visit. But soon thereafter, one of the coaches called and asked
Fitzgerald if he would consider switching his visit to another
weekend. Sensing that he was not a priority, Fitzgerald said
that he would not switch dates and that he would get back in
touch with Notre Dame if he changed his mind. His father, Pat
Sr., who had been eavesdropping from the adjoining family room,
came storming into the kitchen, his Irish clearly up. "You did
what?" he bellowed. "What were you thinking?"

Pat Jr. turned his attention to Northwestern, which was two
years removed from a 2-9 season, and Georgia Tech, which was two
years removed from a national championship. "I just kept going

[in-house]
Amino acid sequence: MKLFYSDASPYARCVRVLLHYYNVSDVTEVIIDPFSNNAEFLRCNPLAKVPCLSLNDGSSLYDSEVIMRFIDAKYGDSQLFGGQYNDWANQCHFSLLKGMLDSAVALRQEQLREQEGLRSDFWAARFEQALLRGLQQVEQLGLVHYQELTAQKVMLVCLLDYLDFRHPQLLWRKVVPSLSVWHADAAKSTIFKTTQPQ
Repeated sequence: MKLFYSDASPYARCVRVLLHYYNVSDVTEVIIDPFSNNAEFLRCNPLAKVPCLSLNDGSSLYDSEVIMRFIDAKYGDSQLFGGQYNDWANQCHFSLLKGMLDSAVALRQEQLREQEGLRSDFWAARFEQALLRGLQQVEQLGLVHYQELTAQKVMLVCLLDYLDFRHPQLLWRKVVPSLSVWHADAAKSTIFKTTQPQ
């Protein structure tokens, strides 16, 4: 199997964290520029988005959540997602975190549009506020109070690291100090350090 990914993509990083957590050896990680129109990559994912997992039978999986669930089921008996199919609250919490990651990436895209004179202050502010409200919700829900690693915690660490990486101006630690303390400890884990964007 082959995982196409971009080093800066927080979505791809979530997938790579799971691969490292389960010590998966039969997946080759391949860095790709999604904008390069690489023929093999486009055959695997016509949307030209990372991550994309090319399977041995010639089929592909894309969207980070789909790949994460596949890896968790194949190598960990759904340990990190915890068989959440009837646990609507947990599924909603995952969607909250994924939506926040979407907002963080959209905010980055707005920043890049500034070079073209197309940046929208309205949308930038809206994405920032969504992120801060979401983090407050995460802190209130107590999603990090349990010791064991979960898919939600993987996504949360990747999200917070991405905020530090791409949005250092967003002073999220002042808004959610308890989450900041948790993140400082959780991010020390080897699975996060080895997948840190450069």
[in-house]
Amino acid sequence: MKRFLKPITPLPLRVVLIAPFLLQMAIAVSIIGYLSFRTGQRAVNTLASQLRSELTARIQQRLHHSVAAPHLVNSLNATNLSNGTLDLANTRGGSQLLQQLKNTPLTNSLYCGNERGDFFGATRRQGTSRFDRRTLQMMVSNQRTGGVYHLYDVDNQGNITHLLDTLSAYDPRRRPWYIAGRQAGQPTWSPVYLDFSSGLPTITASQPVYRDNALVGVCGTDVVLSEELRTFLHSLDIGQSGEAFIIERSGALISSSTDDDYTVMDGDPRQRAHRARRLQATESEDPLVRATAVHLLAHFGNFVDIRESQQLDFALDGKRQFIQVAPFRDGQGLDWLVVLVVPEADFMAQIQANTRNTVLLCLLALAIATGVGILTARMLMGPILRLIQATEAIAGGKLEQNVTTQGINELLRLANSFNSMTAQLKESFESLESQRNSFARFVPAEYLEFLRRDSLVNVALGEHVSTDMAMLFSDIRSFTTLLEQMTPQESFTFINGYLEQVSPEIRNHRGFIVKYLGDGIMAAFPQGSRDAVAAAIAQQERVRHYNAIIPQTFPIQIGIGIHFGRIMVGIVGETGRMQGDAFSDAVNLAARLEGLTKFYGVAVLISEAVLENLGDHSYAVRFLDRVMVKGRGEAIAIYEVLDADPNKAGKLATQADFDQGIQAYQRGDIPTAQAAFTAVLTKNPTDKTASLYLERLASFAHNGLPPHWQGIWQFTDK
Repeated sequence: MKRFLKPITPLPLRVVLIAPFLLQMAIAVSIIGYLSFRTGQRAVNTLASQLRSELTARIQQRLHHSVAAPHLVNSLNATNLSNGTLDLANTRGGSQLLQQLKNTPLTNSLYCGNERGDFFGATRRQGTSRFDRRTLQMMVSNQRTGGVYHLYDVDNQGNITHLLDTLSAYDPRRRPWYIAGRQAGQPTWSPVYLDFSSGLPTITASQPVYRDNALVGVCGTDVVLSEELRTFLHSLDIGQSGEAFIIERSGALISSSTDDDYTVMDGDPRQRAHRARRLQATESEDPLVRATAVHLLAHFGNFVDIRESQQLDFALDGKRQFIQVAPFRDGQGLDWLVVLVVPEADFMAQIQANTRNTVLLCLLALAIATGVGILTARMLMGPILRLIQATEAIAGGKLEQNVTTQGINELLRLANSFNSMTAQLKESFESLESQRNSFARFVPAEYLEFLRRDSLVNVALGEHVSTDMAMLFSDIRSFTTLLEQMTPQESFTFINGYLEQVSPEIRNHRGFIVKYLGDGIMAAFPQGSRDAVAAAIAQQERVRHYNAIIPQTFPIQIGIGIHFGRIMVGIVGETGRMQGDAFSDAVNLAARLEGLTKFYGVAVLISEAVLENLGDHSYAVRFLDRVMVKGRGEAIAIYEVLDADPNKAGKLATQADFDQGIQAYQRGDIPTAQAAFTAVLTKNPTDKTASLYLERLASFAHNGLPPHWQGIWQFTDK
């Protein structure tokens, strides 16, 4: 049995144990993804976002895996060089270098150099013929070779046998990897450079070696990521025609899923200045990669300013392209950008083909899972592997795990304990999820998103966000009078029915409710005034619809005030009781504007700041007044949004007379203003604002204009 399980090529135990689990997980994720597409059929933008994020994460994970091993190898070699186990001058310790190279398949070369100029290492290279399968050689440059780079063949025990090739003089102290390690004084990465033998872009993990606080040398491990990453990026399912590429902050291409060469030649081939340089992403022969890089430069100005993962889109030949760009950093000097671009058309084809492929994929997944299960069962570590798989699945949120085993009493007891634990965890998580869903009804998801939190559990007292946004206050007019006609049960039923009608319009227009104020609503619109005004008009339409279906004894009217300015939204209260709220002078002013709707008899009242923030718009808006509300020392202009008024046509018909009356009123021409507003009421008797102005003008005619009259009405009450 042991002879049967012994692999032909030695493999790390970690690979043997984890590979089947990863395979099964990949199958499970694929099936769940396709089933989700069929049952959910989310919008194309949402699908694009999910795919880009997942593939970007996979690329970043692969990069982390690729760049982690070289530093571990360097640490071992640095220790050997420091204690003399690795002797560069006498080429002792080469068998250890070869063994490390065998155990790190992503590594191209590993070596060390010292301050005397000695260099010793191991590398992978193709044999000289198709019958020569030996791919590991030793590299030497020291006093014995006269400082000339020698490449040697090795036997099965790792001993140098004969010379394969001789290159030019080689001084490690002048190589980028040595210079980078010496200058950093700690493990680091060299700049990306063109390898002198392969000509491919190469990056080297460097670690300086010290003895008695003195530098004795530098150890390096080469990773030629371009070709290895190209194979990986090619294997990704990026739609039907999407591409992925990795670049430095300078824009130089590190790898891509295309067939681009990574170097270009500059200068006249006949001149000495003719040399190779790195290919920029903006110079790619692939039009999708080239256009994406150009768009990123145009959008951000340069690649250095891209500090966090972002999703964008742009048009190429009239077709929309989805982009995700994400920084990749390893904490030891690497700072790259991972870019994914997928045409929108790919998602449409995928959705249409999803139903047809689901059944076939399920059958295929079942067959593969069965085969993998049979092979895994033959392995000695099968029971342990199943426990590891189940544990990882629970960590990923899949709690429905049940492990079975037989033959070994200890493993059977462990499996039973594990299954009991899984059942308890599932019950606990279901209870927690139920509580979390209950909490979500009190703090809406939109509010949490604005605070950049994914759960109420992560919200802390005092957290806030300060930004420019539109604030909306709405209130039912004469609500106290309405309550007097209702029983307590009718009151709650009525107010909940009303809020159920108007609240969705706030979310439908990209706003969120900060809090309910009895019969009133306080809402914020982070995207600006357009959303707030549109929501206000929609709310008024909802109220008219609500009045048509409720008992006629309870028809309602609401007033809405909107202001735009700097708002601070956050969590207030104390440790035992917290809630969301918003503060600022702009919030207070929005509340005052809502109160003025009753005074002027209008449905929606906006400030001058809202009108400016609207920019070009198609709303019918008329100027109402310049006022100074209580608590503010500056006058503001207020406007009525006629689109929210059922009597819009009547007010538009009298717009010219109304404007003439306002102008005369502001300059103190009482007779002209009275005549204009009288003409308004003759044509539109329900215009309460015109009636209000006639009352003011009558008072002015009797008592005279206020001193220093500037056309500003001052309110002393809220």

back and forth between the two schools," he says.

Wildcats coach Gary Barnett recalls the February afternoon in
1993 when he parked his rental car less than a block from the
home of a Louisville high school linebacker whose name he can no
longer recall. Before visiting that recruit, Barnett wanted to
check on the status of Fitzgerald, who had been undecided.
Barnett picked up his cellular phone and called an assistant he
had already phoned five times that day. This would be the last
call, Barnett vowed. If Fitzgerald still hadn't committed to
Northwestern, Barnett would give the Louisville prospect the
last scholarship the Wildcats had to offer. "He's coming," the
assistant said. With that, Barnett headed back to Evanston.
"That's how close Pat Fitzgerald came to not becoming a
Wildcat," Barnett says.